- The political advantage to the ruling BJP is evident, but the verdict raises concerns about the erosion of federal principles and a lack of appreciation for historical context.
Attack on Federal Principles:
- A critical aspect of the verdict is the unsettling conclusion that Parliament, during the President’s Rule in a State, can execute any legislative act, even those with irreversible consequences, on behalf of the State legislature.
- This interpretation challenges a fundamental aspect of the Constitution and poses potential risks to the rights of States, allowing for hostile and irrevocable actions without the involvement of an elected body.
Complex Process and Constitutional Order:
- The government’s intricate process to nullify Jammu and Kashmir’s special status, leading to its bifurcation into two Union Territories, involved a Constitutional Order in August 2019.
- The Court ruled parts of this order unconstitutional for amending Article 370 but upheld the consequential notification on August 6, granting the President the power to remove the State’s special status without a recommendation from the State legislature.
Unsettling Notions on Sovereignty and Autonomy:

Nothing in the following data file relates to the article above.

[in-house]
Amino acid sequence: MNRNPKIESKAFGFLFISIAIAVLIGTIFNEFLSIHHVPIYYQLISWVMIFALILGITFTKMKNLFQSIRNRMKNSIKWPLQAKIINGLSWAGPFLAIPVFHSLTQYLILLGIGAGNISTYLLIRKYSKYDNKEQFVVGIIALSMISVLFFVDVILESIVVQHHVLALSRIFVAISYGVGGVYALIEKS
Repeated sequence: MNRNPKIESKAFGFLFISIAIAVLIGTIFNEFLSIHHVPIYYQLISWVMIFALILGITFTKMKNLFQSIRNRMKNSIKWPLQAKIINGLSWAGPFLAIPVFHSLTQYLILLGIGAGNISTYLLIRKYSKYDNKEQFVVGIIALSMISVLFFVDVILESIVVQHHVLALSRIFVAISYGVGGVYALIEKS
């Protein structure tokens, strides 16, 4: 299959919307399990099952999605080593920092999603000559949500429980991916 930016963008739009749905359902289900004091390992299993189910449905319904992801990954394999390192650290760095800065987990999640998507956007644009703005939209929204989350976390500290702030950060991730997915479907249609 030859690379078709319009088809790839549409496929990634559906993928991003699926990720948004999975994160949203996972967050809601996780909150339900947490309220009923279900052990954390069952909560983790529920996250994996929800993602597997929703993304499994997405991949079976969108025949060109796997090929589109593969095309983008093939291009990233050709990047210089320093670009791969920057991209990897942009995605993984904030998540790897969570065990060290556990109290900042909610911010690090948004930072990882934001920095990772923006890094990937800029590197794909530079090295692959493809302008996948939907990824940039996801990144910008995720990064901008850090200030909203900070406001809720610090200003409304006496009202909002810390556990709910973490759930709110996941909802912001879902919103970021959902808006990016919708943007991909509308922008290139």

- The Court contends that Jammu and Kashmir lacks sovereignty, representing only a form of asymmetric federalism. However, the article questions the disregard for historical obligations and promises made to the region.
- It highlights the Court’s oversight of the integral role of dialogue in the process of integration, eroding the significance of past agreements and the context of accession to India.
Judicial Evasion on Reorganization:
- The Court’s failure to rule on whether the Constitution permits the reorganization of Jammu and Kashmir into two Union Territories is deemed a significant example of judicial evasion.
- The decision not to address this critical question, arising from the use of Article 3 for the first time to downgrade a State, raises concerns about the Court’s role in safeguarding constitutional principles.
Threats to Federalism and Democratic Processes:
- The verdict’s acceptance of unlimited power for the President and Parliament to act on behalf of a State government and its legislature raises alarms.
- The Court’s position on “non-legislative” powers of State Assemblies poses a threat to devolved State powers, allowing a future regime to impose President’s rule for extraordinary actions, potentially damaging State interests.
- To address the concerns emanating from the verdict, there is a need for a reevaluation of federal principles and a reaffirmation of democratic processes. The restoration of Jammu and Kashmir’s statehood, as assured by the government, must be closely monitored.
- The verdict, while asserting Indian sovereignty over Jammu and Kashmir, must be a reminder to uphold federalism and democratic values.
- The Supreme Court’s decision, while securing sovereignty, underscores the delicate balance required to preserve federal principles and democratic norms, ensuring a harmonious coexistence between the central government and the States.